When, when, when?

My mother always said, it’s not what you know, it’s what you know how to fix.  I was off to the butcher in Bourgueil to buy my boeuf for the Boeuf Bourguignon and nestled in next to what looked the most like chuck, was a cut called “boeuf bourguignon.”  Incredibly lean, definitely not chuck.  What is a cook to do?  Question the butcher?  Of course.  Insult the butcher?  So way not.  Just how would I feel if he came over to my homeland and said “I make my hot dog with saucisson and I serve it on a baguette.”  I would have to say, “you might, but that’s no hot dog.”

I bought the “boeuf bourguignon” cut, did everything I could to make myself believe it was exactly the same as chuck–that it just looked different.  We diced and boiled salt pork belly with a few peppercorns, bay leaf and a clove of garlic and then sauted them til they were crispy.  We diced onions and cubed carrot and sauted them with half a head of garlic, some fresh thyme and another bay leaf, until the onions cried out to us to be eaten. We restrained, removed them from the pan, added the fat that was left from browning the pork bits and browned off the boeuf.  Gave it a hefty pour of red wine, let it come to a simmer, and then put everything together in a dutch oven with enough chicken stock (made from raw bones, carrot, celery, onion, a piece of tomato, a clove of garlic, parsley sprigs, and fresh thyme) to cover, covered it with parchment paper and a lid set ajar on top and left it to ever so gently braise in the oven at 325 degrees.  After two and a half hours there was no sign that the beef was done.  We ate perfectly boiled eggs, tender in the center with a spill of homemade mayo, green olives, tiny slices of shallot and slices of hefty country French bread (pane traditional) and a salad of fresh tomato, walnuts just picked from the tree, olive oil, thyme, parsley and a bit more shallot.  We baked off the cakes and whipped the cream, we boiled the potatoes with butter and still the boeuf wasn’t done.  We ate the chocolate cake and finally some of the sauce from the boeuf on top of the potatoes with one of the chunks to chew on.  I said good night to everyone, cleaned the kitchen, checked the boeuf (four and some hours now) and not quite.  The next day I put it on top of the stove for another two hours and like a turtle crosses the finish line after never moving forward to the naked eye, the boeuf, boeuffed.  It’s the difference between making it through the movie and marrying for the rest of your god given life.  The French demand a reduced work week for a reason.  They are cooking.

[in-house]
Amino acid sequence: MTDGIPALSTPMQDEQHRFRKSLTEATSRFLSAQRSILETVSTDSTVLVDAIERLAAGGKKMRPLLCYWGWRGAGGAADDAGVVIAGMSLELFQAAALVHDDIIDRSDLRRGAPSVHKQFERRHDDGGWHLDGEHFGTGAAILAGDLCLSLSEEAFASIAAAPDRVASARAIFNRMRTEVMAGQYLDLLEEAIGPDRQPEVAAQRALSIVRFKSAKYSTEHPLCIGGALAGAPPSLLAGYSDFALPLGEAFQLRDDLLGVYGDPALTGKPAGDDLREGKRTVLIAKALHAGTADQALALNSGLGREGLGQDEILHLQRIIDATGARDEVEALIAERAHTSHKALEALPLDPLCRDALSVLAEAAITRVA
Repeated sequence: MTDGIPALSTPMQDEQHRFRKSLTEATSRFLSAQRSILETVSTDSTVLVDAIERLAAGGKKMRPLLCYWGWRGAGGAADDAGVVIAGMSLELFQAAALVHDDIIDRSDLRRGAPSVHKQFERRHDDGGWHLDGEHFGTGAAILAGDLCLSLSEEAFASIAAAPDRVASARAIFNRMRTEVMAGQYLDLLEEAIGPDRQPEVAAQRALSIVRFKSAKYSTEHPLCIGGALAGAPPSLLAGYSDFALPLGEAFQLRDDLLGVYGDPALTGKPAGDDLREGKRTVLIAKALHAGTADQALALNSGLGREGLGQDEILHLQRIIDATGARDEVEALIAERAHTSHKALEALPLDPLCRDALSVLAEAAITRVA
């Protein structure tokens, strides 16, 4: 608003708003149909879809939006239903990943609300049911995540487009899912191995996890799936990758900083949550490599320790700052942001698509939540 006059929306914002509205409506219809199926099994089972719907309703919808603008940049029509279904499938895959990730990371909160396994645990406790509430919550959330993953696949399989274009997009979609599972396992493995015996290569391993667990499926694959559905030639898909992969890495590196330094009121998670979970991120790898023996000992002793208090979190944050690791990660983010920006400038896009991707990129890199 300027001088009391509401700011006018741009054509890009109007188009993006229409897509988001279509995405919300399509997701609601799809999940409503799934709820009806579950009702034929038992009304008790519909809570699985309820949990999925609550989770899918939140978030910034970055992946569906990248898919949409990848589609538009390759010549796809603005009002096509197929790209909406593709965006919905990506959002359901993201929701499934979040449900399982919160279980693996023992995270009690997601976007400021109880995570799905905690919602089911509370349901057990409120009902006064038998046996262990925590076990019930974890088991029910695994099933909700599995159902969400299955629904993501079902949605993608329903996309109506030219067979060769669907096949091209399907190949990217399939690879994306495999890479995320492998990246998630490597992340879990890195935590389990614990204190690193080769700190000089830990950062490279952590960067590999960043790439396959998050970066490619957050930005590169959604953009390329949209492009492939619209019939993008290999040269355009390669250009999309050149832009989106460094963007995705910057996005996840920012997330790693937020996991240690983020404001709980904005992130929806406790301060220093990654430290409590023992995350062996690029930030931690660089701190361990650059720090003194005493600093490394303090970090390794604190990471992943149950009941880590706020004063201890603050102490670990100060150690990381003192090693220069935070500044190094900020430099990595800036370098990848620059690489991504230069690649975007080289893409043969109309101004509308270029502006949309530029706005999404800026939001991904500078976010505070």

Since then the ladies have seared salmon, whisked the most gorgeous beurre blanc ever to have been whisked, brined shrimp, cancassed tomatoes, poured lovely dijon vinaigrette over teeny tiny lentils, tasted a dozen cheeses, climbed the steps of Chinon, wandered through the markets of Montesereau and Bourgueil, and reposed.  Tonight we have a wine tasting here at home after class and before dinner.

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